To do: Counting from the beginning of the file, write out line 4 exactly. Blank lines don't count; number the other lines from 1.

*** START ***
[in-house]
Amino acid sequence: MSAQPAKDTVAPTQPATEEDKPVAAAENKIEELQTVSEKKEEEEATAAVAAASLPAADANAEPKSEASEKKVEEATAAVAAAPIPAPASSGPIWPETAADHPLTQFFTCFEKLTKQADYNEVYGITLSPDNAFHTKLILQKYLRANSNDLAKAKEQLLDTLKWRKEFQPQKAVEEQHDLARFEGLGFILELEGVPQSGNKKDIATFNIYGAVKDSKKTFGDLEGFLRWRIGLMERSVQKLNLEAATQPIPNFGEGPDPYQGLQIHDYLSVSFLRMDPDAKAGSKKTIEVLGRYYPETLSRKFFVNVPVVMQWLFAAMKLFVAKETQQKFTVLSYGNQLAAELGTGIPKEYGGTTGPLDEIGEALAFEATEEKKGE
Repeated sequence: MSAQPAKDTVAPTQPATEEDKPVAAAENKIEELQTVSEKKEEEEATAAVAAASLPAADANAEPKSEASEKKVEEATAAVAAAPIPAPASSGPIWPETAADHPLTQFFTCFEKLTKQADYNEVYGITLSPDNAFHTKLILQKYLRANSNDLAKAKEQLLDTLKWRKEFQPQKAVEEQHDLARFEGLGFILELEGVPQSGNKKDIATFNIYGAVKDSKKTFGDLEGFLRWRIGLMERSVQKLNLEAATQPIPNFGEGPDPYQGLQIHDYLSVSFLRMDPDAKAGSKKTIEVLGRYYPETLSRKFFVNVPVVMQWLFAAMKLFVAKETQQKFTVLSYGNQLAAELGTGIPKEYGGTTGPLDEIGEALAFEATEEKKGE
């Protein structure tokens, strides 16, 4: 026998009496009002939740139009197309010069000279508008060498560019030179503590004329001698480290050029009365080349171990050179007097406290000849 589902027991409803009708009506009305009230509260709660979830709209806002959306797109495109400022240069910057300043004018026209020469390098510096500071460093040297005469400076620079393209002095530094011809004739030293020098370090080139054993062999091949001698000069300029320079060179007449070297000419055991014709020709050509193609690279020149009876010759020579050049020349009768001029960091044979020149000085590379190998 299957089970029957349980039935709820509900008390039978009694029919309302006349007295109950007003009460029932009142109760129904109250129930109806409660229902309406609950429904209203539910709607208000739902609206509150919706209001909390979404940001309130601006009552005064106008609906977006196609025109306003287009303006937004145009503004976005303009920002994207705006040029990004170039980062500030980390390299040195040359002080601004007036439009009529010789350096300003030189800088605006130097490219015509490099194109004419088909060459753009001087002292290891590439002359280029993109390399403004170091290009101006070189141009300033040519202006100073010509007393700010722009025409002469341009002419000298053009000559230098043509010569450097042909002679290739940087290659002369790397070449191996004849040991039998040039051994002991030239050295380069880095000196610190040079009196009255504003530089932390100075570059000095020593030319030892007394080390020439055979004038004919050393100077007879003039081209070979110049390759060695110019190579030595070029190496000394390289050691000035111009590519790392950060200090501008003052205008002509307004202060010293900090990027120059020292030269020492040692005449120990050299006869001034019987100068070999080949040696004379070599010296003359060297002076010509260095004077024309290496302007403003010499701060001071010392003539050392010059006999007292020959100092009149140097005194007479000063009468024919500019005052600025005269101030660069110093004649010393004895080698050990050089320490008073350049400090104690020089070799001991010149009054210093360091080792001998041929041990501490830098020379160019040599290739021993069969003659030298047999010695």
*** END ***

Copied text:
């Protein structure tokens, strides 16, 4: 026998009496009002939740139009197309010069000279508008060498560019030179503590004329001698480290050029009365080349171990050179007097406290000849 589902027991409803009708009506009305009230509260709660979830709209806002959306797109495109400022240069910057300043004018026209020469390098510096500071460093040297005469400076620079393209002095530094011809004739030293020098370090080139054993062999091949001698000069300029320079060179007449070297000419055991014709020709050509193609690279020149009876010759020579050049020349009768001029960091044979020149000085590379190998 299957089970029957349980039935709820509900008390039978009694029919309302006349007295109950007003009460029932009142109760129904109250129930109806409660229902309406609950429904209203539910709607208000739902609206509150919706209001909390979404940001309130601006009552005064106008609906977006196609025109306003287009303006937004145009503004976005303009920002994207705006040029990004170039980062500030980390390299040195040359002080601004007036439009009529010789350096300003030189800088605006130097490219015509490099194109004419088909060459753009001087002292290891590439002359280029993109390399403004170091290009101006070189141009300033040519202006100073010509007393700010722009025409002469341009002419000298053009000559230098043509010569450097042909002679290739940087290659002369790397070449191996004849040991039998040039051994002991030239050295380069880095000196610190040079009196009255504003530089932390100075570059000095020593030319030892007394080390020439055979004038004919050393100077007879003039081209070979110049390759060695110019190579030595070029190496000394390289050691000035111009590519790392950060200090501008003052205008002509307004202060010293900090990027120059020292030269020492040692005449120990050299006869001034019987100068070999080949040696004379070599010296003359060297002076010509260095004077024309290496302007403003010499701060001071010392003539050392010059006999007292020959100092009149140097005194007479000063009468024919500019005052600025005269101030660069110093004649010393004895080698050990050089320490008073350049400090104690020089070799001991010149009054210093360091080792001998041929041990501490830098020379160019040599290739021993069969003659030298047999010695």